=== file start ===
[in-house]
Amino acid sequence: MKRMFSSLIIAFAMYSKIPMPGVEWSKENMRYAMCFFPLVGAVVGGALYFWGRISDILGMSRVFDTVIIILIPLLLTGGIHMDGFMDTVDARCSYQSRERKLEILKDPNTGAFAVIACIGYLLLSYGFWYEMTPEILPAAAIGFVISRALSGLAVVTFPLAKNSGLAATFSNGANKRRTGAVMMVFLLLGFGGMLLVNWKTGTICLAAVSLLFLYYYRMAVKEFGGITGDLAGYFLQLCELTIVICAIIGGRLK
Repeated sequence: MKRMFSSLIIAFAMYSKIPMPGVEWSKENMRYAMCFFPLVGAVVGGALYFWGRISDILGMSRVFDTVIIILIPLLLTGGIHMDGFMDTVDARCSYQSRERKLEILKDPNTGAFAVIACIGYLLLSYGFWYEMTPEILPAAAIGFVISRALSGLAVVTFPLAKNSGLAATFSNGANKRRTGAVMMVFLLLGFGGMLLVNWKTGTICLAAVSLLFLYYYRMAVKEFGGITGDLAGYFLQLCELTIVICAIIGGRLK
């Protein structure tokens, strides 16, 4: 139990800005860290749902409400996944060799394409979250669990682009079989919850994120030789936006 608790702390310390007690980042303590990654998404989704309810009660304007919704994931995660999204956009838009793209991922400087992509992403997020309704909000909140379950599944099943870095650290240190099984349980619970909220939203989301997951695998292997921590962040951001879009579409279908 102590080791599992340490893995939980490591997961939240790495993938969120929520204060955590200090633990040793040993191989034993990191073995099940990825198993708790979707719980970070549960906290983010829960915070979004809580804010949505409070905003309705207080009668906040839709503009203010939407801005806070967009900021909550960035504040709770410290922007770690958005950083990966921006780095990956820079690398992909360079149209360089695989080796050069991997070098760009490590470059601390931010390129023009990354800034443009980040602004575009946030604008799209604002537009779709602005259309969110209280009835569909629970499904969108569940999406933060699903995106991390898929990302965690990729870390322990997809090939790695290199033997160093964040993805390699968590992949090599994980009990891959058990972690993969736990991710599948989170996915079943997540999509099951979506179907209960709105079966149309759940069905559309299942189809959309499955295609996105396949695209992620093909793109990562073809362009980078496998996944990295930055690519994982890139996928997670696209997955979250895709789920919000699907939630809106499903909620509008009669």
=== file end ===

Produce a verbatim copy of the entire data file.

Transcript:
[in-house]
Amino acid sequence: MKRMFSSLIIAFAMYSKIPMPGVEWSKENMRYAMCFFPLVGAVVGGALYFWGRISDILGMSRVFDTVIIILIPLLLTGGIHMDGFMDTVDARCSYQSRERKLEILKDPNTGAFAVIACIGYLLLSYGFWYEMTPEILPAAAIGFVISRALSGLAVVTFPLAKNSGLAATFSNGANKRRTGAVMMVFLLLGFGGMLLVNWKTGTICLAAVSLLFLYYYRMAVKEFGGITGDLAGYFLQLCELTIVICAIIGGRLK
Repeated sequence: MKRMFSSLIIAFAMYSKIPMPGVEWSKENMRYAMCFFPLVGAVVGGALYFWGRISDILGMSRVFDTVIIILIPLLLTGGIHMDGFMDTVDARCSYQSRERKLEILKDPNTGAFAVIACIGYLLLSYGFWYEMTPEILPAAAIGFVISRALSGLAVVTFPLAKNSGLAATFSNGANKRRTGAVMMVFLLLGFGGMLLVNWKTGTICLAAVSLLFLYYYRMAVKEFGGITGDLAGYFLQLCELTIVICAIIGGRLK
């Protein structure tokens, strides 16, 4: 139990800005860290749902409400996944060799394409979250669990682009079989919850994120030789936006 608790702390310390007690980042303590990654998404989704309810009660304007919704994931995660999204956009838009793209991922400087992509992403997020309704909000909140379950599944099943870095650290240190099984349980619970909220939203989301997951695998292997921590962040951001879009579409279908 102590080791599992340490893995939980490591997961939240790495993938969120929520204060955590200090633990040793040993191989034993990191073995099940990825198993708790979707719980970070549960906290983010829960915070979004809580804010949505409070905003309705207080009668906040839709503009203010939407801005806070967009900021909550960035504040709770410290922007770690958005950083990966921006780095990956820079690398992909360079149209360089695989080796050069991997070098760009490590470059601390931010390129023009990354800034443009980040602004575009946030604008799209604002537009779709602005259309969110209280009835569909629970499904969108569940999406933060699903995106991390898929990302965690990729870390322990997809090939790695290199033997160093964040993805390699968590992949090599994980009990891959058990972690993969736990991710599948989170996915079943997540999509099951979506179907209960709105079966149309759940069905559309299942189809959309499955295609996105396949695209992620093909793109990562073809362009980078496998996944990295930055690519994982890139996928997670696209997955979250895709789920919000699907939630809106499903909620509008009669």